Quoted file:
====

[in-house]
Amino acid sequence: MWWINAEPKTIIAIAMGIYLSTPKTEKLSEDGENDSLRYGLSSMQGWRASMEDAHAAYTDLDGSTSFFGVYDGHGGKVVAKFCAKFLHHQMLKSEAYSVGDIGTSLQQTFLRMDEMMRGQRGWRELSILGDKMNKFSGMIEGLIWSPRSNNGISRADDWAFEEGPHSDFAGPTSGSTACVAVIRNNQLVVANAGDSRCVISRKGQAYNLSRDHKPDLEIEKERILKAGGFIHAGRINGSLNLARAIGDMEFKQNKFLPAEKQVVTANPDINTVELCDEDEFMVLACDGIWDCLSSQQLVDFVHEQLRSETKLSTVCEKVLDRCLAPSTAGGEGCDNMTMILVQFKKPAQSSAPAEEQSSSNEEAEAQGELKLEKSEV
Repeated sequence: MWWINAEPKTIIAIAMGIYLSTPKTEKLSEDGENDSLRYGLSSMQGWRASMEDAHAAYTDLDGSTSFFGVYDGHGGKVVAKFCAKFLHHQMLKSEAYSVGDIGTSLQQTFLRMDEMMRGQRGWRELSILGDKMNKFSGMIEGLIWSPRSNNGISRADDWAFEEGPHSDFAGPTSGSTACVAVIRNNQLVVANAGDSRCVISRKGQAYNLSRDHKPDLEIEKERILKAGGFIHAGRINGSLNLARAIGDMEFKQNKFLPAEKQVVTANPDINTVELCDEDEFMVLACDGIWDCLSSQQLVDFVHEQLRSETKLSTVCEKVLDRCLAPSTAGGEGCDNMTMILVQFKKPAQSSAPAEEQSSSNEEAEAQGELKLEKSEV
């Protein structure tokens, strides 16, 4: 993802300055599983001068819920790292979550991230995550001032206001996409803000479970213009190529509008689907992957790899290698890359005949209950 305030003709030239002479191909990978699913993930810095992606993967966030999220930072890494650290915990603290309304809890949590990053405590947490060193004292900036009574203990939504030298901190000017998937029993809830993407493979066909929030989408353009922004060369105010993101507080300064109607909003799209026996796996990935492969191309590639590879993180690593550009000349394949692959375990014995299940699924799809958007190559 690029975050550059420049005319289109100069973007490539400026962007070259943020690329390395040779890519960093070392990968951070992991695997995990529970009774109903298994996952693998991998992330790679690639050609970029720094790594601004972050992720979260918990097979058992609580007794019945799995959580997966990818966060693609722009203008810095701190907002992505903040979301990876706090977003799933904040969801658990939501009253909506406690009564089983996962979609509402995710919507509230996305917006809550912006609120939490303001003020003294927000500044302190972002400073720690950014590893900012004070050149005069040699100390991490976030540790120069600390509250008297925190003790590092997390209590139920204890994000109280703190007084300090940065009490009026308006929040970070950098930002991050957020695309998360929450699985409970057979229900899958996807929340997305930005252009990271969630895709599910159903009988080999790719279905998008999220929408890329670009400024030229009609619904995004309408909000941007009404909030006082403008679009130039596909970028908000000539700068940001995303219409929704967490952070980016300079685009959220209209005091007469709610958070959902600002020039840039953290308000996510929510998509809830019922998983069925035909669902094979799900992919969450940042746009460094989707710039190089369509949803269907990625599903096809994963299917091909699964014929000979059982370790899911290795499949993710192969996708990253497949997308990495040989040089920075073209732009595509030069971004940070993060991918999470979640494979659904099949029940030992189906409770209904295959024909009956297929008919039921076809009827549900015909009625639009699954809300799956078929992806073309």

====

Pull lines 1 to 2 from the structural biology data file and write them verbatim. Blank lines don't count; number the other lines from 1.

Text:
[in-house]
Amino acid sequence: MWWINAEPKTIIAIAMGIYLSTPKTEKLSEDGENDSLRYGLSSMQGWRASMEDAHAAYTDLDGSTSFFGVYDGHGGKVVAKFCAKFLHHQMLKSEAYSVGDIGTSLQQTFLRMDEMMRGQRGWRELSILGDKMNKFSGMIEGLIWSPRSNNGISRADDWAFEEGPHSDFAGPTSGSTACVAVIRNNQLVVANAGDSRCVISRKGQAYNLSRDHKPDLEIEKERILKAGGFIHAGRINGSLNLARAIGDMEFKQNKFLPAEKQVVTANPDINTVELCDEDEFMVLACDGIWDCLSSQQLVDFVHEQLRSETKLSTVCEKVLDRCLAPSTAGGEGCDNMTMILVQFKKPAQSSAPAEEQSSSNEEAEAQGELKLEKSEV